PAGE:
Consumer Expectations Fell 10 Times Faster Last Week Than in Prior 2 Weeks

Paul Ausick

Consumer research firm Morning Consult reported Monday morning that its consumer sentiment index fell from 114.8 on February 24 to 112.2 on March 2. Based on its daily surveys, this is the seventh consecutive day that the consumer sentiment has declined. Escalating concerns related to the coronavirus outbreak are weighing heavily on American consumers’ outlook.

Of the index’s two components, consumer expectations of future business conditions have plunged. Between February 9 and February 23, the index slipped by an average of 0.08 points a day. Since February 24, the index has plunged 10 times faster, dropping by a daily average of 0.8 points per day. This component of the consumer sentiment index peaked at 116.5 on February 13.

The current conditions component of the sentiment index peaked at 114.9 on February 17 and has declined in two weeks to 112.4. The firm commented: “The fall in consumers’ expectations has yet to translate into a sustained decrease in their assessment of their current financial conditions, which suggests that the coronavirus outbreak has yet to impact U.S. labor markets.”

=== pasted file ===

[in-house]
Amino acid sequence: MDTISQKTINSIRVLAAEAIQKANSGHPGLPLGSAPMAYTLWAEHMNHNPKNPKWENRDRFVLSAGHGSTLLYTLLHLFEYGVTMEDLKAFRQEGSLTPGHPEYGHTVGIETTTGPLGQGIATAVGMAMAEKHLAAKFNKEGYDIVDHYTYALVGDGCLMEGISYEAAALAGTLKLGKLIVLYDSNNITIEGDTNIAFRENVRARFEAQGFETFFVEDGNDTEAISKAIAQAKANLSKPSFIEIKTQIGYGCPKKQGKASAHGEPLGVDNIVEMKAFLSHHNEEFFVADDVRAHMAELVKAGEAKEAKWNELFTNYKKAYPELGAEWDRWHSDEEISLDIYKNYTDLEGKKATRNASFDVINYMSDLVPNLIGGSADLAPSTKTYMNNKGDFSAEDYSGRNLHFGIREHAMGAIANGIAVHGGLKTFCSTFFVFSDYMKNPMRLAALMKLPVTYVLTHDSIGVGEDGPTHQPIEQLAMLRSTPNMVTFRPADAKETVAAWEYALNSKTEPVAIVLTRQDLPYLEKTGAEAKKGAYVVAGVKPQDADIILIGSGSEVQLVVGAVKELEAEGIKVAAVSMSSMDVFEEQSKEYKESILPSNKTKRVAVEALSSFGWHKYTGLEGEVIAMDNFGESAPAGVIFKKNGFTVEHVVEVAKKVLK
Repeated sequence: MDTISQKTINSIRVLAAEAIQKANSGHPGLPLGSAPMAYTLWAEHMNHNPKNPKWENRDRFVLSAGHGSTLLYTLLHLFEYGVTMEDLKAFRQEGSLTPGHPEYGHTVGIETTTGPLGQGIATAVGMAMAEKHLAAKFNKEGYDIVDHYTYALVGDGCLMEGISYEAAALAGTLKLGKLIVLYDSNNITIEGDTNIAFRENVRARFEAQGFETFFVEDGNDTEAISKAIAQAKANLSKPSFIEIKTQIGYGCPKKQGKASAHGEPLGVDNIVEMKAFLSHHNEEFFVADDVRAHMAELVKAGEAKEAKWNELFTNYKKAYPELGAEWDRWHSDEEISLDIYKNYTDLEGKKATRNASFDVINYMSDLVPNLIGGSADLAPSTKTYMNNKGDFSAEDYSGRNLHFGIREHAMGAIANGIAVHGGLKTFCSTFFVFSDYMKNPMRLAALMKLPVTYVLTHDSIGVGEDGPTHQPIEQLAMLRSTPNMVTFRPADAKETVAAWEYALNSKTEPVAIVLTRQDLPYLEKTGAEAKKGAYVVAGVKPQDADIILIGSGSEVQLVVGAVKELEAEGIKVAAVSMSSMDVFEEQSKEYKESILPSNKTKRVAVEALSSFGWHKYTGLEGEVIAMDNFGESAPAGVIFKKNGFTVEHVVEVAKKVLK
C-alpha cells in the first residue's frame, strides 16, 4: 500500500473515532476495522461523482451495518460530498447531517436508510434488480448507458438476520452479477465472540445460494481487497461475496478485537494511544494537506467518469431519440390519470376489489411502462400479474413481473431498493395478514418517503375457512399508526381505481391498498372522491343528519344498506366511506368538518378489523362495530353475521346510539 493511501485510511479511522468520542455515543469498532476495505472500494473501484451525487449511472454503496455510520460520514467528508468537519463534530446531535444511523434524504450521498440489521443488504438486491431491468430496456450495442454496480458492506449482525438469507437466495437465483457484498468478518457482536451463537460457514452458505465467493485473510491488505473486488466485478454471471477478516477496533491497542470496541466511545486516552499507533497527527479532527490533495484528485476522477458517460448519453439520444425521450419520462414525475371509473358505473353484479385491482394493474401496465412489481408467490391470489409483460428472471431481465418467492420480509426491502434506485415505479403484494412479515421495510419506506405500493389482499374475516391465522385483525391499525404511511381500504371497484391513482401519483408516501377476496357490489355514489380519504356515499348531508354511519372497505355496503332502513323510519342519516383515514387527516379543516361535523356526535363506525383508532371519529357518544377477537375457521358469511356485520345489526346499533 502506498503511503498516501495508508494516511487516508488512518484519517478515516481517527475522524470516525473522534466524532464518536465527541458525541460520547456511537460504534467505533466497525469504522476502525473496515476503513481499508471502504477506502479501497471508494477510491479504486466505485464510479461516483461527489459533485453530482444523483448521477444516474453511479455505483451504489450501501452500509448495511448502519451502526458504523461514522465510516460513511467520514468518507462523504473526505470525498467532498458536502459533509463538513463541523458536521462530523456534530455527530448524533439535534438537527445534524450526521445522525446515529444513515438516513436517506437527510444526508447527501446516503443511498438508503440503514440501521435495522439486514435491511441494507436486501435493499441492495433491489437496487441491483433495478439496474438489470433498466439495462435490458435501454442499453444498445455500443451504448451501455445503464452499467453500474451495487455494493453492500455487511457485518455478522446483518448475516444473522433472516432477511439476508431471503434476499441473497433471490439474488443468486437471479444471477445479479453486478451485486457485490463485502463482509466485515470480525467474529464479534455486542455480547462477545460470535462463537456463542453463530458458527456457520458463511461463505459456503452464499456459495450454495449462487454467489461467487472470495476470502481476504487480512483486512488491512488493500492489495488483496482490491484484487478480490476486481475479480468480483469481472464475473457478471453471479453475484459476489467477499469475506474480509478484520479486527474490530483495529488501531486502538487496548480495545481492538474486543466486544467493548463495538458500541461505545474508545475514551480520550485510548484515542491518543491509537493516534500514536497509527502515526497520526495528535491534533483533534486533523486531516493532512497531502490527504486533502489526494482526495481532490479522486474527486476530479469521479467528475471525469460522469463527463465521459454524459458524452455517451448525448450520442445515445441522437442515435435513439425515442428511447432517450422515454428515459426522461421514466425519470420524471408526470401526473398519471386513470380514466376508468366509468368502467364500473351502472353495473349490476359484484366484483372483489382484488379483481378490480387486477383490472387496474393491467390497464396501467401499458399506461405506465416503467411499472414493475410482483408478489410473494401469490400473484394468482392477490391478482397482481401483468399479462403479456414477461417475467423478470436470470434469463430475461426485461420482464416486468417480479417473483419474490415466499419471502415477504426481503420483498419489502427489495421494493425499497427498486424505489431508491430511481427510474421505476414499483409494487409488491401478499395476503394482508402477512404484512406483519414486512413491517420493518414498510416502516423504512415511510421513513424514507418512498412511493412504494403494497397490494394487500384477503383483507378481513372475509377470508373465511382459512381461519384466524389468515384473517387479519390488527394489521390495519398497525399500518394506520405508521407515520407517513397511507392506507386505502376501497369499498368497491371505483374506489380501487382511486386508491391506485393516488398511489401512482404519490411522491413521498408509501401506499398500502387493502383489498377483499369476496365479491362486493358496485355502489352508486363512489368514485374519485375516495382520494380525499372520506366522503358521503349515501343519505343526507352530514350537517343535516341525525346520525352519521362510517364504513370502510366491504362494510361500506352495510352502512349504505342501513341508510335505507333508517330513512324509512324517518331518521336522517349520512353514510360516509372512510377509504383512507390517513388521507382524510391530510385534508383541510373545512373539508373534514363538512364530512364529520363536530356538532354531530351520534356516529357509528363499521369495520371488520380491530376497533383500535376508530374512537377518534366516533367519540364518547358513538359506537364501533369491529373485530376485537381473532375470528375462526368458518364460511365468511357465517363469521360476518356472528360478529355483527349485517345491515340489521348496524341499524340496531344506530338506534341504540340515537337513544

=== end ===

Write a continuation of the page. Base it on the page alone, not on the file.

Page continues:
The index scores are based on the firm’s daily survey of some 7,500 U.S. adults and are significantly higher than it was at this time last year. Morning Consult asks the same questions of its survey respondents as does the University of Michigan’s twice-monthly Survey of Consumers. The difference is in the number and method of the survey. The Michigan sentiment index is based on 600 telephone interviews with U.S. adults, while Morning Consult’s results are based on an ongoing survey comprising 7,500 daily interviews and 210,000 monthly interviews, all conducted online.

Comparing the decline and possible recovery time from the current coronavirus worry, Morning Consult compares it to the downturn in consumer confidence when the U.S.-China trade war heated up late last spring and summer and the federal government shutdown that began in December 2018 and ran into January 2019. The firm notes that the “fallout from the coronavirus is different [from] those prior periods because there is not a clear policy response to alleviate consumers’ concerns.”

According to Morning Consult, the Federal Reserve and business officials are paying attention to consumer confidence as they try to chart a course through this latest black swan event. There are more tools in the box than cutting interest rates.